Microsoft made mark, but maybe not the one it intended; Largess praised; innovations questioned


Forget the Microsoft trial for a moment.

Close your eyes and imagine a world without the software giant and monopolist.

No matter how you feel about the software company or its founder, Bill Gates, you'll have to acknowledge this: A world without Microsoft would be a different world indeed.

Or would it?

Experts say the U.S. economy, the software industry and the emerging realm of cyberspace bear the indelible imprint of Gates and his 30,000 employees.

In Washington state, where Microsoft is based, the company's impact has been enormous, said Dick Conway, a Seattle-based economist.

"Microsoft has attracted a sizable software industry here, companies that not only work for Microsoft but that want to be close to the technology that Microsoft is developing," he said.

From March 1999 to last month, 23,400 jobs were added in the local economy, he said. About one-quarter of those were in the software industry.

But the impact of the industry there is more significant: Conway estimates that for every job in the software industry, a job in another industry is created when a software worker eats out, grabs a cappuccino or buys a new Lexus.

"Right now this town has the look and feel of money," he said.

Conway said he sees the economic impact of the software industry in the things being built in the area: new stadiums, symphony halls, upscale retail development and condominiums.

More jobs also mean more money for the government through taxes. He estimates high-paid employees in the software industry pay two to three times more taxes than other residents.

On the national level, Gates and Microsoft co-founder Paul Allen have been credited with helping the government wipe out the federal budget deficit. Robert Willens, a tax and accounting analyst at Lehman Brothers, estimated that the two paid more than $1 billion in capital gains tax on the sale of 66 million shares of Microsoft stock a few years ago.

Microsoft also gives a lot away. In the last fiscal year, the company donated $25 million in cash and $79 million worth of software to schools, libraries and nonprofit organizations. And that doesn't include the millions handed out by the Bill and Melinda Gates Foundation. Or the taxes paid by Gates and other company millionaires -- or by the company.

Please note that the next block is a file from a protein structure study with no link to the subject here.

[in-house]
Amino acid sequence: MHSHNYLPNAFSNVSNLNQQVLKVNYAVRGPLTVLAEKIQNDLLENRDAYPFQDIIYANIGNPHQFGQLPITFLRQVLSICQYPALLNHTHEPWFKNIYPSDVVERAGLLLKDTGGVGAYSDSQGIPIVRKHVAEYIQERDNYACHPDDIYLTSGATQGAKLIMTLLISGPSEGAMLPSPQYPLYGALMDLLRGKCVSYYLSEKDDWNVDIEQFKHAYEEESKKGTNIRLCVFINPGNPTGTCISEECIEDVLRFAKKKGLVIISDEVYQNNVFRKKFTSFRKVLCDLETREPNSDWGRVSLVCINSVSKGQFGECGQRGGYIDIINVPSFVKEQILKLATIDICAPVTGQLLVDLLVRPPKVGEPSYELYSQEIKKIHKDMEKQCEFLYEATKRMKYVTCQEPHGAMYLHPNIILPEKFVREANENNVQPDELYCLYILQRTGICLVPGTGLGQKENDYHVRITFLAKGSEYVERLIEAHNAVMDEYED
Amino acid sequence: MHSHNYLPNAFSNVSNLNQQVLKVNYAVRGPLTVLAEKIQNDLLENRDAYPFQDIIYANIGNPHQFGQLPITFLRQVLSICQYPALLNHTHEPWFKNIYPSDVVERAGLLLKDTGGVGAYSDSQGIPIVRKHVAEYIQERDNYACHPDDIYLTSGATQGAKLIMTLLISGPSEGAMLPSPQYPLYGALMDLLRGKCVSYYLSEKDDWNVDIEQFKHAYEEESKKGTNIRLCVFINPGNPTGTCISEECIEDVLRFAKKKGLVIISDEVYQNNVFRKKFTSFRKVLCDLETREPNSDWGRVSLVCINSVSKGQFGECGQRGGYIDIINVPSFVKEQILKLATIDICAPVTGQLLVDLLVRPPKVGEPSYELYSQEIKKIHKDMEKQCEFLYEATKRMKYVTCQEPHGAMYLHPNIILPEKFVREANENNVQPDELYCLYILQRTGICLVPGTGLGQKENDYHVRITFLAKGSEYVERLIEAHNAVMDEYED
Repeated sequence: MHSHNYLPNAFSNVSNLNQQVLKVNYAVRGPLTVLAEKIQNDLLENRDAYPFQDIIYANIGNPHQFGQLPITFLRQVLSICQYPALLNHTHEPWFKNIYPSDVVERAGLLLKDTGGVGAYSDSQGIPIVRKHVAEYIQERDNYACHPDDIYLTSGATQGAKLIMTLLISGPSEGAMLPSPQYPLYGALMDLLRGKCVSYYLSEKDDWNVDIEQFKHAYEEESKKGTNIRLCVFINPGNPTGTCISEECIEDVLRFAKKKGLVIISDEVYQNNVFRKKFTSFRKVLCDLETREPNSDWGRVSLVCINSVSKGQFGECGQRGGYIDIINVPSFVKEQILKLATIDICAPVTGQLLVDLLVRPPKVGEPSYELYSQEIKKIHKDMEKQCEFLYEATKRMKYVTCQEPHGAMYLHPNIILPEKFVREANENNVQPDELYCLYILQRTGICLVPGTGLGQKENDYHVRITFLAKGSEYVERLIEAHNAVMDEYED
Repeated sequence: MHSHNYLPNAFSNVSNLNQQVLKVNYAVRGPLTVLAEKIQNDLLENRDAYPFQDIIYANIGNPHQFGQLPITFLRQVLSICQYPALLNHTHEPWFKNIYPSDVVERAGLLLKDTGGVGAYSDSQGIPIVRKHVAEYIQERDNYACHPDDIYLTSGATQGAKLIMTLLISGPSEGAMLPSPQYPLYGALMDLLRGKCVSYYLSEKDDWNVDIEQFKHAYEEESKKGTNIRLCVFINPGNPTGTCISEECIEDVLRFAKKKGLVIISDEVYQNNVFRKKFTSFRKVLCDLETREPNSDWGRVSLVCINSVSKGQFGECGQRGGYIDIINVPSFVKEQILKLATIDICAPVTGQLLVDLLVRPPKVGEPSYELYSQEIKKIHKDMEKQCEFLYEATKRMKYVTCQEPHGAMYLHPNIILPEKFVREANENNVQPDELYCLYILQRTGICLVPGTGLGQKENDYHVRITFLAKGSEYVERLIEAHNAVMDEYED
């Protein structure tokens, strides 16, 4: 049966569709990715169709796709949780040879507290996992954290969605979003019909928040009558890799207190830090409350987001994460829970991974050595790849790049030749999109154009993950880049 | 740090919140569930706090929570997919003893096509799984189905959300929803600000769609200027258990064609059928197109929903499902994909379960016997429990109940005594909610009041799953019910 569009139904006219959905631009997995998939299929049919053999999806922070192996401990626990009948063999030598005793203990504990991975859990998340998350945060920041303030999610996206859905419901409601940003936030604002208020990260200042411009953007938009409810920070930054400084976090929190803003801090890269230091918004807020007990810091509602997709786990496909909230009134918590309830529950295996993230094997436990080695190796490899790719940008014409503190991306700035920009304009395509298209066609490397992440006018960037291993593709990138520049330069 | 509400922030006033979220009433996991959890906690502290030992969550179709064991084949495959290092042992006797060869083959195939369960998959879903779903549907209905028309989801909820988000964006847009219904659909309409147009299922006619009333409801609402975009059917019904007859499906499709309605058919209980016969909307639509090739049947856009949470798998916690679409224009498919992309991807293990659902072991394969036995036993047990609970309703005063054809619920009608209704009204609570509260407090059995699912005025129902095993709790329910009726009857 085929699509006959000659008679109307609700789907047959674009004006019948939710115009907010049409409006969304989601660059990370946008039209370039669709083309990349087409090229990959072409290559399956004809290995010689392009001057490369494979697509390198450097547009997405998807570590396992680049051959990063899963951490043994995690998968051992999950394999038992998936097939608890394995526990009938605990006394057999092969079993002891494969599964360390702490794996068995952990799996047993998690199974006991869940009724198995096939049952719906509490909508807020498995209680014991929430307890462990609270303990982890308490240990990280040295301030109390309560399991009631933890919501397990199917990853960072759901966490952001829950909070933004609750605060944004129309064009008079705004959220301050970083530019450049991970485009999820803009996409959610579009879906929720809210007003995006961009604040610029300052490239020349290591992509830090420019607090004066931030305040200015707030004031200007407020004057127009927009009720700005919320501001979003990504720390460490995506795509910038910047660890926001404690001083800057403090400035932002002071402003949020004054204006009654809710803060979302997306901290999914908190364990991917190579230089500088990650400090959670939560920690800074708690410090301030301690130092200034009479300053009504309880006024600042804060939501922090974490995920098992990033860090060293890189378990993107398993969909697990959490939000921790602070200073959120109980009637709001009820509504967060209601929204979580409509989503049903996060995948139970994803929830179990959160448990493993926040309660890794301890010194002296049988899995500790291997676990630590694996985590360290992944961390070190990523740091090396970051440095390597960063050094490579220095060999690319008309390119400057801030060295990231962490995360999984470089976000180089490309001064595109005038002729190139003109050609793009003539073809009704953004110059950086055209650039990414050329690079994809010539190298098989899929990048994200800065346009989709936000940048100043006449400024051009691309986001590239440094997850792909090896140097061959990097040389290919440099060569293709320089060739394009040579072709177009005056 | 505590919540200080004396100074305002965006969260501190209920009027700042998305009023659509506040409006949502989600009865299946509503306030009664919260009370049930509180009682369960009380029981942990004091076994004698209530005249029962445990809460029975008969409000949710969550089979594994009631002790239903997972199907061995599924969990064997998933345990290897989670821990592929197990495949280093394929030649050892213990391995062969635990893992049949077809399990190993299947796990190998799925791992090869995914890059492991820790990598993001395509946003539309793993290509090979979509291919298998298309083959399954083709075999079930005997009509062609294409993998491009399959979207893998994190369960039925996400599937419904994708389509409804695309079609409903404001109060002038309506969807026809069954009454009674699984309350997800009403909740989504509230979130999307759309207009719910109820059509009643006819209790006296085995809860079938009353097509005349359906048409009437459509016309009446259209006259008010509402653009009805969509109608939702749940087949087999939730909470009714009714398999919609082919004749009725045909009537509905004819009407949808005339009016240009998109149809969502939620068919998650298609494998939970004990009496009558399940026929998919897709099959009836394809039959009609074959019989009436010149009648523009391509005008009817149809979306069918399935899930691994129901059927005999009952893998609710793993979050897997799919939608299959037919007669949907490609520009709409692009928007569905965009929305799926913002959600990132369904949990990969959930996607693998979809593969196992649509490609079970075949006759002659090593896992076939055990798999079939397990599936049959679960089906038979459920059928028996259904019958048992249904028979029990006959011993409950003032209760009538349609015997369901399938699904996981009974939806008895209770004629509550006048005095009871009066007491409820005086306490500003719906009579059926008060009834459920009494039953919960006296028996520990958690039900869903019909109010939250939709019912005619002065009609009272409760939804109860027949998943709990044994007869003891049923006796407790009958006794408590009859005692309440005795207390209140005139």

Few people dispute the impact of Microsoft money, but in the world of technology, the company's contributions are more hotly debated. Microsoft's dominance on the desktop with Windows -- and before that MS-DOS -- has been the root of many of its legal troubles. But it also has been the company's largest contribution to the world of computing.

Not because the operating system is so good or easy to use. But because it has prevented some of the nasty standards wars that have impeded other industries.

Think about the most famous case from the early days of video cassette recorders -- Beta vs. VHS.

"I think people forget that a lot of the growth of the software industry and acceleration of the Web was due to Microsoft," said Paul Andrews, Seattle author of "How the Web Was Won: Microsoft From Windows to the Web."

Andrews said that by embedding common Internet protocols into every copy of Windows, Microsoft made it easier for people to get online and do things such as send e-mail."Standards do create progress," Andrews said. "Before the IBM PC and Microsoft DOS, we had a real mess."

But not everybody sees it this way.

"Some might argue that the World Wide Web might have happened sooner if people hadn't been concerned about making their PCs work on a network," said Carl Howe, research director with Forrester Inc. in Cambridge, Mass.

Howe said he can easily envision a world without Microsoft.

"I think technology would be a lot simpler," he said. "Before PCs took hold, people were working very hard at ease of use."

But even in a world without Microsoft, we still might be right where we are today.

"In the beginning of 1981, there were a number of companies that could have emerged to be as important as Microsoft," said Nicholas Economides, a professor of economics at New York University's Stern School of Business. "If it wasn't for Microsoft dominating the market, it would have been someone else."

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